Paul Waldman

Paul Waldman is a weekly columnist and senior writer for The American Prospect. He also writes for the Plum Line blog at The Washington Post and The Week and is the author of Being Right is Not Enough: What Progressives Must Learn From Conservative Success.

Recent Articles

Prostitutes and the Audacity Gap.

There are certain things we expect of politicians. They're supposed to kiss babies, and wear flag pins, and care deeply about whatever is most important to the person they are talking to at a particular moment. Also, when they get caught with hookers, they're supposed to slink off shamefacedly, never to be heard from again. But it doesn't have to be that way, as probably soon-to-be-reelected Sen. David Vitter has shown us. Matt Yglesias makes the contrast with Eliot Spitzer : I think the contrasting fates of Spitzer and guys like Clinton or Senator David Vitter (R-LA) shows that Spitzer’s problem was much simpler than that—he resigned. When a reasonably popular public official is hit with a scandal of a personal nature, the natural immediate first reaction of his same-party colleagues is to want to get rid of him. After all, no reason this guy should be a millstone around all of our necks. That leads to an initial torrent of criticism from friendly-ish sources and a wave of pressure...

Graph of the Day.

If you're like me, you get pretty infuriated when you see some Republican candidate say that health-care reform is the greatest threat to individual liberty since the Nuremberg Laws, when that same person was unconcerned about things that constitute actual threats to personal liberty, like warrantless wiretapping. Well it isn't just the politicians. Look at this remarkable graph from Gallup (via John Sides ): What happened to send the line for Democrats and the line for Republicans in opposite directions? Oh yeah -- a Democratic president took office. This really shouldn't be all that surprising. Our partisan predispositions affect not just what we think about candidates, or about policy proposals, but how we think about the objective facts of the world. People rate the economy as doing better when their preferred party is in power, for instance. Elites also play an important role here -- they cue people as to what conservative or liberals are supposed to believe. And since Barack...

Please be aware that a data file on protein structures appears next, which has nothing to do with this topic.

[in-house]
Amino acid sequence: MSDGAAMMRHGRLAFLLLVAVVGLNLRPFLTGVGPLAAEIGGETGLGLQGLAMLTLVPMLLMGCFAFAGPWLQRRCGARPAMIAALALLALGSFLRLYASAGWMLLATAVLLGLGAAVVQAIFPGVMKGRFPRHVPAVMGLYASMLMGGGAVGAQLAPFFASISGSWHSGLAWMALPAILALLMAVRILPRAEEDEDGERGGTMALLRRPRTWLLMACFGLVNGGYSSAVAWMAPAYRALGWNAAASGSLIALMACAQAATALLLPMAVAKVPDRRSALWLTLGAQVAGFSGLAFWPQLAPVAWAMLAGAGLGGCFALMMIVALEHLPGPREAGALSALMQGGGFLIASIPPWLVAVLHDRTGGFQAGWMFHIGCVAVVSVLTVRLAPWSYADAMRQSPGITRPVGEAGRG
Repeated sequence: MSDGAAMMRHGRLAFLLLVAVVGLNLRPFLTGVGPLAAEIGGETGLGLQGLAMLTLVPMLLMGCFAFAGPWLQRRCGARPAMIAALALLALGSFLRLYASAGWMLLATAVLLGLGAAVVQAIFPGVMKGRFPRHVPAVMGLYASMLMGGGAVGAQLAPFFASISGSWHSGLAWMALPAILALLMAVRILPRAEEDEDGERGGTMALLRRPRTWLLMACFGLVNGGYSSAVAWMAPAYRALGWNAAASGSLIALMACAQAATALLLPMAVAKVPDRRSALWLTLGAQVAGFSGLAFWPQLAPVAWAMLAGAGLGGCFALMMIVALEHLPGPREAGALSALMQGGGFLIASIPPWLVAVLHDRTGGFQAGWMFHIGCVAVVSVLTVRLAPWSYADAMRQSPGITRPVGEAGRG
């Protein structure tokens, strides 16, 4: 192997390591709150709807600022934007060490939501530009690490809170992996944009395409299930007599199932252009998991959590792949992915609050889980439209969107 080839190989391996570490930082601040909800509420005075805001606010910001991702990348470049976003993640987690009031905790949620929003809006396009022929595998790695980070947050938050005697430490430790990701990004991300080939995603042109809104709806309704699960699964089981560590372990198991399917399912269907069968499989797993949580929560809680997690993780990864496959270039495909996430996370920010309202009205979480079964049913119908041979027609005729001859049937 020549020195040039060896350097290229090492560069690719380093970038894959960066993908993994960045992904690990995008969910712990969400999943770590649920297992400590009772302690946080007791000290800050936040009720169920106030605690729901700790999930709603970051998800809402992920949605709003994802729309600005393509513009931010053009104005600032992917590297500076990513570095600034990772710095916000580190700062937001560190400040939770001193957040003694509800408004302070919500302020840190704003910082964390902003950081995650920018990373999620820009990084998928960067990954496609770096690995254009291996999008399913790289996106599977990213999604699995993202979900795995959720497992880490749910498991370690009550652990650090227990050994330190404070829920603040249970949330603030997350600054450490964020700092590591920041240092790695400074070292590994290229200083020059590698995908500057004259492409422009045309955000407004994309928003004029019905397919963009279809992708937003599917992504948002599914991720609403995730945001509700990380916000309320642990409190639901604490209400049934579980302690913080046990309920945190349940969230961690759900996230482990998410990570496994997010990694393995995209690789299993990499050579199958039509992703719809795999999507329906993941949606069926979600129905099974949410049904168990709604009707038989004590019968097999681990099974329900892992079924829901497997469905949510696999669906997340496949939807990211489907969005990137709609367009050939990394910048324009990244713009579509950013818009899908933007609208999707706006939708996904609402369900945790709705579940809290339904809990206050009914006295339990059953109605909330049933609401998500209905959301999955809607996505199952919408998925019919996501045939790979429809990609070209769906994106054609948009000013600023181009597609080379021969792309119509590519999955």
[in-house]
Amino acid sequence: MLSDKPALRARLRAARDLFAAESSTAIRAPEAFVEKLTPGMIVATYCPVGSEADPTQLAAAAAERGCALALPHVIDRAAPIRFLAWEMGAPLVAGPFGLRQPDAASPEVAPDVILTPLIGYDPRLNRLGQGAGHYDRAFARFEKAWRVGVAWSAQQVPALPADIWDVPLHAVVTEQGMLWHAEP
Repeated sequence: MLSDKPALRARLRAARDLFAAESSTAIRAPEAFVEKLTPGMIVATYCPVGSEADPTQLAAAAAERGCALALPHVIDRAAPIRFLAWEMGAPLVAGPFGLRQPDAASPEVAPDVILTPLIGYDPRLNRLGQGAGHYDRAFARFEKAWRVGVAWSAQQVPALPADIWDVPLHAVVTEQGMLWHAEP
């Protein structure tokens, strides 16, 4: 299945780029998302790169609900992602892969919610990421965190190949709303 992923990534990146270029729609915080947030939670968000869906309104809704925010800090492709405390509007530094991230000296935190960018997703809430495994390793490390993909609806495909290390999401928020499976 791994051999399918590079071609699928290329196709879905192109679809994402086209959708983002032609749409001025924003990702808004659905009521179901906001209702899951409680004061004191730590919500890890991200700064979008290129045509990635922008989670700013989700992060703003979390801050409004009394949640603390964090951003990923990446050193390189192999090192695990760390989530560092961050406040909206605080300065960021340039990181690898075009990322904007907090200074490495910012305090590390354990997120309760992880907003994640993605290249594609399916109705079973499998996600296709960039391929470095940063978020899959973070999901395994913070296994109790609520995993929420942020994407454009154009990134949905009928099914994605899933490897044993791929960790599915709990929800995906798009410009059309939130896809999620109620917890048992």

How Congress Became Polarized

Come Nov. 2, the parties will continue their decades-long shift away from each other.

President Lyndon B. Johnson signs the Civil Rights Act of 1964 (AP Photo)
Certain congressional classes can be said to have a particular character -- the Democratic reformers who came in after the post-Watergate election of 1974 or the Republican bomb-throwers who arrived in 1994, for instance. When the dust settles on the night of Nov. 2, we're likely to be left with a uniquely polarized Congress. The Republican caucus will be more conservative -- perhaps radically so -- but the Democratic caucus will probably also be more liberal. If you think the two parties can't get along now, just you wait. A "polarized" Congress is one where relatively few members occupy the ideological center and most cluster near the ideological extremes. Everyone agrees Congress has become increasingly polarized in recent decades, most importantly because of the realignment that occurred in the wake of Lyndon Johnson's signing of the Civil Rights and Voting Rights acts in the mid-1960s. Until then, the Republican Party included a substantial number of Northeastern moderates (and...

Oh, To Be a Mobile-Phone Customer in India.

Here in America, we tend not to think too much about other countries. We're the global hegemon, so why should we care? And no one can possibly have it as good as we do, right? Well, not always. A new report from the New America Foundation examining mobile phone, text, and data service shows that not only is your cell-phone company charging you an arm and a leg, if you were living somewhere else, it probably wouldn't be so bad: In other countries it appears that a significantly more competitive market than what exists in the United States has resulted in innovative offerings and lower pricing for consumers. In contrast, in countries where competition is less and regulation more lax, higher prices and a limited choice of plans prevail. Let's go to the data: Whaddya know -- less regulation translates into fewer choices and higher prices. As if you needed another reason to hate your mobile-phone company. -- Paul Waldman

Talking About Lying Liars and Their Lying Lies.

Our local public radio station here in Washington recently booted one of my favorite shows, On the Media , off their regular schedule and relegated it to 5 a.m. on Saturdays, on one of their HD channels that I'm sure almost no one listens to even at times when people are awake. Which is too bad, because On the Media is a terrific program. How terrific? So terrific they actually invite me on every once in a while. Here's an interview I did with them that aired over the weekend, talking about this column , about what kinds of lies get candidates in trouble. And I'd encourage folks to listen to the show on their website, if it doesn't air in your town. -- Paul Waldman